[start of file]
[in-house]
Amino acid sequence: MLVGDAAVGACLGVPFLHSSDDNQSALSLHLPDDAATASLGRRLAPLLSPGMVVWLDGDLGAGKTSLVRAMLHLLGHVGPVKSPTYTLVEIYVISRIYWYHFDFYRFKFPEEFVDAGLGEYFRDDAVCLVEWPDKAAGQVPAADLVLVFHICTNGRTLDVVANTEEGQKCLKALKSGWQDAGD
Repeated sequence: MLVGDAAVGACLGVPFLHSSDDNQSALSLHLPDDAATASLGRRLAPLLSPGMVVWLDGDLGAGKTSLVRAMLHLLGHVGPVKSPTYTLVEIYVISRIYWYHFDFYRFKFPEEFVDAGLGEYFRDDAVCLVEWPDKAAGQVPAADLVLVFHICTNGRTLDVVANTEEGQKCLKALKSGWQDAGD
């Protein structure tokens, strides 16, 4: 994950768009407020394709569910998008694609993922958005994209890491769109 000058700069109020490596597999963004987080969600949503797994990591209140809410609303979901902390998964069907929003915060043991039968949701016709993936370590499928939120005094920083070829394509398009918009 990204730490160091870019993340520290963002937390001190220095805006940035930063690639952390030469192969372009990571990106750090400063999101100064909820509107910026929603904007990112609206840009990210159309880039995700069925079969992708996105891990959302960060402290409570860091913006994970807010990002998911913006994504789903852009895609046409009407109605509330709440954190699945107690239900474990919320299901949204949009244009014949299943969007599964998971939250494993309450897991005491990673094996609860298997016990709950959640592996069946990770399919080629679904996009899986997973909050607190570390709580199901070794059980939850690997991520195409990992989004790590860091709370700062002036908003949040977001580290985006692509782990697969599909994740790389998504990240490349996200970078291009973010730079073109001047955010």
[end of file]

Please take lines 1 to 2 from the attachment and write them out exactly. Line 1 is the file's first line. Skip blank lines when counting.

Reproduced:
[in-house]
Amino acid sequence: MLVGDAAVGACLGVPFLHSSDDNQSALSLHLPDDAATASLGRRLAPLLSPGMVVWLDGDLGAGKTSLVRAMLHLLGHVGPVKSPTYTLVEIYVISRIYWYHFDFYRFKFPEEFVDAGLGEYFRDDAVCLVEWPDKAAGQVPAADLVLVFHICTNGRTLDVVANTEEGQKCLKALKSGWQDAGD